Archer’s Brigade sharpshooters (and who shot Reynolds)

Information about Confederate sharpshooter battalions is often hard to come by and you have to dig it out piecemeal and then try to assemble it into some sort of coherent whole. Often all you have is some offhand mentions in letters, reports and reminiscences.

Such is the case with Archer’s mostly Tennessee brigade. The presence of a sharpshooter battalion of 150-200 men organized on the typical ANV pattern has been amply attested to in 1864, but did they have one at Gettysburg in 1863? If so did these trained marksmen have any part in the death of Gen. John Reynolds on July 1? The answer to both is yes.

J. B. Turney, a member of the 1st Tennessee, described the advance of Archer’s brigade on that day as follows:

The battle was begun about 9 o’clock on the morning of July 1, with Heth’s Division, Archer’s Tennessee Brigade—consisting of the First, Seventh, and Fourteenth Tennessee Regiment, Thirteenth Alabama Regiment, and Fifth Alabama Battalion—being in the advance. The sharpshooters, under command of Major Buchanan, of the First Tennessee, encountered the Federal advance some three miles southwest of Gettysburg.

This fits in nicely with the role and organization of the ANVs sharpshooter battalion—about 200 men drawn from across the brigade, commanded by a field officer, screening the front of the brigade.

The fact that they were trained marksmen calls for a new interpretation of the incident. We have all heard that the average Civil War soldier got little if any marksmanship training and could not hit the broad side of a barn. This was not true of the men in the sharpshooter battalions, who got extensive practice on things like distance estimation (a critical skill for the rifle musket) and long-range shooting. They also would have know that anyone on horseback was a high-value target since he would most likely have been a high-ranking officer or a courier. It was these men who first encountered Gen. Reynolds deploying his men.

Some time back Eric Wittenberg published an account by Charles H. Veil, who was with Reynolds at the time of his death and was an eyewitness to the event. Veil says of Reynolds “he turned in his saddle, looking toward the rear and the Lutheran Seminary, where he was struck by a Minnie ball and fell from his horse.” At this point the Confederate infantry was close enough to shout an order Veil to drop the general, but he brought his body off safely. As for the wound, “the ball had entered the back of his neck, just over the coat collar, and passed downward in its course. The wound did not bleed externally and, as he fell, his coat collar had covered up the wound, which accounted for my not discovering it at first.”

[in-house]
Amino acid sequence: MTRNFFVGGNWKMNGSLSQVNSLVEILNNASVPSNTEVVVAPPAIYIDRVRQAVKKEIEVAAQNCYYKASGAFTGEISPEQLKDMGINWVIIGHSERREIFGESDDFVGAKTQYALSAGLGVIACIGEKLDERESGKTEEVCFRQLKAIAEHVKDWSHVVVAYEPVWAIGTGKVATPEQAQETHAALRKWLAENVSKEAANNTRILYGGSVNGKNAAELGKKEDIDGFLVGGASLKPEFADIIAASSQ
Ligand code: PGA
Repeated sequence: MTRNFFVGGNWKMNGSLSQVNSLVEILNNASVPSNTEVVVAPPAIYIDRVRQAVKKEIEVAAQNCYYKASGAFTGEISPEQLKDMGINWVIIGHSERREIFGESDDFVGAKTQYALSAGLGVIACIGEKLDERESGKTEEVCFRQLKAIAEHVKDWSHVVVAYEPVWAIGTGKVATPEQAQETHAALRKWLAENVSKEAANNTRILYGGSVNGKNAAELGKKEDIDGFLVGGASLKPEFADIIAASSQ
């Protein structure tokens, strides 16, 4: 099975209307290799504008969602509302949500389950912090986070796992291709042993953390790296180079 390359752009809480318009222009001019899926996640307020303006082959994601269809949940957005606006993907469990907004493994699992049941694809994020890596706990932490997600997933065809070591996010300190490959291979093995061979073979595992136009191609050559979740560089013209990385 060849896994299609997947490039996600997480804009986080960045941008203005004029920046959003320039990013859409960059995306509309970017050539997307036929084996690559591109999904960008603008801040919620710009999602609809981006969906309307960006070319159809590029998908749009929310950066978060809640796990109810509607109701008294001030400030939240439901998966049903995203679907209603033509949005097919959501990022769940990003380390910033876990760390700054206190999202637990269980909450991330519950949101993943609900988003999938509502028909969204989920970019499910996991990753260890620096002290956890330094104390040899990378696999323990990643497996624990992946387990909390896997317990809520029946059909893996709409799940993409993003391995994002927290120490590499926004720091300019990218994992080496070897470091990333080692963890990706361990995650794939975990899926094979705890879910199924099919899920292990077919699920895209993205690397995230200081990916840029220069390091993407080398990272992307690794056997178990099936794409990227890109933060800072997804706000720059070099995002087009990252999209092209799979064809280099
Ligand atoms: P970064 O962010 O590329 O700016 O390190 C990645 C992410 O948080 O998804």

The fact that the wound was in the back of his neck as the turned suggests that the fatal bullet came from the Confederate side, but the downward trajectory presents a problem. If the line of sharpshooters was close to Reynolds, this would be difficult to explain. Taken at face value it would suggest either a sharpshooter in a tree (unlikely since the Confederates had not yet occupied the ground) or a long range shot from further back behind their line. The rifle musket threw its ball in a looping trajectory that dropped steeply at the end of its flight (see graphic here) and could have inflicted such a wound, and at least one of the men who later claimed to have shot Reynolds said he did it from long range.

Other possibilities include that it was a stray bullet (there was, after all, a lot of lead flying around at the time) or that Veil, who had no medical training, might have simply been mistaken as to the bullet’s path. Then too, bullets sometimes take unusual paths in the human body and end up in unexpected places—something well known to surgeons then and now.

Overall, though, I think the balance of the evidence points toward the obvious—that the advancing line of Archer’s sharpshooters made the fatal shot.

Archer’s sharpshooters also participated in the famous attack on July 3rd.

I can recall the magnificent advance of the long line of brigade sharpshooters clearing the way for our advance under the command of that superb soldier, Maj. Ferg Harris. The tall form and commanding presence of this officer made him a conspicuous mark for the enemies’ sharpshooters.

The brigade’s heavy casualties of July 1st necessitated a reshuffle of commanders, with Maj. Buchanan assigned elsewhere. Harris (a lieutenant at the time) continued in command of Archer’s sharpshooters until April 2, 1865 when he was severely wounded (for the seventh time) trying to stem the Union breakthrough at Petersburg.

Note: First quote is from J. B. Turney, “The First Tennessee at Gettysburg,” Confederate Veteran, VIII (1900), the second from a reply letter by Capt. J. H. Moore in the next edition, January 1901.

For another look at Reynold’s death “Who Shot J.R.” by D. Scott Hartwig. We come to basically the same conclusion altho we use the term “sharpshooter” somewhat differently.


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